Islamic tombs

Islamic tombs
Muslims distinguish five types of burial sites: Gumu, tombs of ancient Islamic scholars and historic figures; Gongbei (qubba in Arabic), the burial chamber of the jiaozhu (founder/leader) of an Islamic menhuan (Sufi order); Mazha, Sufi tombs in Xinjiang; Huimingongmu or Muslim graveyards; and family graveyards. Muslims are buried with the head of the deceased oriented to the north, with the face turned to the right in the direction of Mecca.
Most gumu—also known locally as Huihuifen (Muslim tombs), Babamu and Shaihaifen (tombs of prestigious elders, scholars, teachers)—commemorate famous Islamic scholars and Muslim historical figures since the Tang dynasty. The ancient tombs built (or rebuilt) by Muslims in inland China are on the whole plain and without ornamentation. They also lack large plots of land, a feature of more modern times. Ordinary Muslim burial places are even simpler, with only a common gravestone to mark the grave. Nearly all inscriptions on tombstones are in Arabic or Persian. Only a few well-known tombs, usually built on the order of Chinese emperors, are situated in parks, like Chinese mausoleums, with an adjacent hall for prayer, a mosque, pavilions and stone carvings. Many of these famous tombs and graveyards are located in Guangzhou, Quanzhou, Fuzhou, Hangzhou, Yangzhou, Nanjing, Kunming and Hainan Island.
The tomb forms the centre of the Gongbei, the burial sites of menhuan founders and famous Sufi scholars, and most tombs feature a dome in the Arabic style. An attached building is in Chinese style, and includes a prayer chamber, meditation room, living room, bedrooms and a tower. A Gongbei is not only a place of memorial, but also an important centre of religious activity.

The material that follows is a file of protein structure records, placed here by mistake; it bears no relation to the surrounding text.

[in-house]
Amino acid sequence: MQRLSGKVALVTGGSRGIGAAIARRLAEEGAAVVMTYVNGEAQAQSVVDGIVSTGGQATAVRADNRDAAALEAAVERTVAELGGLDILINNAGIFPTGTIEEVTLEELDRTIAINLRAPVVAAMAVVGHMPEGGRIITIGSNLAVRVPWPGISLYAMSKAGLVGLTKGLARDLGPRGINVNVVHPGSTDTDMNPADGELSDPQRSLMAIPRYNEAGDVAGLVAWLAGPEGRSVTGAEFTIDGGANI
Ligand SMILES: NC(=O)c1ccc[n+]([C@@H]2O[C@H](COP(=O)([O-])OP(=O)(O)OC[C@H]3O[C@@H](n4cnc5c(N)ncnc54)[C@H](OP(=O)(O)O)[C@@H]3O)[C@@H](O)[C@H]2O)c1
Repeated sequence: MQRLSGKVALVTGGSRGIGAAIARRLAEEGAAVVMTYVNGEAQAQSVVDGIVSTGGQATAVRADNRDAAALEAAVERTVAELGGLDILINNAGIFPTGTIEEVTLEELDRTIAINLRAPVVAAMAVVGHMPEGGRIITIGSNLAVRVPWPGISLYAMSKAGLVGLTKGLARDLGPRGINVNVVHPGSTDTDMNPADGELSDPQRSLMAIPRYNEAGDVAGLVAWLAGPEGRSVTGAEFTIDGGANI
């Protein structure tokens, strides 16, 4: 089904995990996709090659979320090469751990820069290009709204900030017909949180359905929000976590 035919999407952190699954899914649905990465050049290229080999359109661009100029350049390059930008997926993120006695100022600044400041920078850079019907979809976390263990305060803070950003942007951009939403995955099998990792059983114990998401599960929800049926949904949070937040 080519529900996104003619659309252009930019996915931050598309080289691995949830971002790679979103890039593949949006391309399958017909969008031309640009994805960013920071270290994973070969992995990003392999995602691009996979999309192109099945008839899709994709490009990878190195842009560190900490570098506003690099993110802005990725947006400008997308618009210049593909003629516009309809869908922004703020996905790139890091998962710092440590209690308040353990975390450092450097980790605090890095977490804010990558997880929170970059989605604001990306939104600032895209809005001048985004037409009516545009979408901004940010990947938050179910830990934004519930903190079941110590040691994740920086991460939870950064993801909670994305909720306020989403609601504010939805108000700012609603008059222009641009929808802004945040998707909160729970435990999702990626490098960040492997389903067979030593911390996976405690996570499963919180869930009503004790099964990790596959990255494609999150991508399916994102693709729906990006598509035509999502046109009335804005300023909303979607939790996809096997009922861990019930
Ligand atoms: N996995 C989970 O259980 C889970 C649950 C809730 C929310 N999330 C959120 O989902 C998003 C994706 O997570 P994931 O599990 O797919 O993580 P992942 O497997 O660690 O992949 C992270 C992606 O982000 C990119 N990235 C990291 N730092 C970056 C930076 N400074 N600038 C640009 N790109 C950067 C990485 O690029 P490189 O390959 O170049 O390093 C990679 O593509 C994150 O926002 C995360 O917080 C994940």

In Xinjiang, the tombs of famous Islamic scholars, persons of renown and members of the elite are called Mazah. The architecture is palatial and, as with Gongbei, an array of buildings provide a communal site to congregate, study and worship.
Muslim graveyards in the PRC are called Huimingongmu or, colloquially, Yidi. Most are located in the vicinity of Muslim communities in the cities or towns. Family graveyards, by contrast, are located in the countryside. In either case, only followers of Islam are given the right in the PRC to maintain their own burial sites.
See also: Islamic orders
Dillon, M. (1999). China’s Muslim Hui Community: Migration, Settlement and Sects. Richmond: Curzon.

Encyclopedia of contemporary Chinese culture. . 2011.

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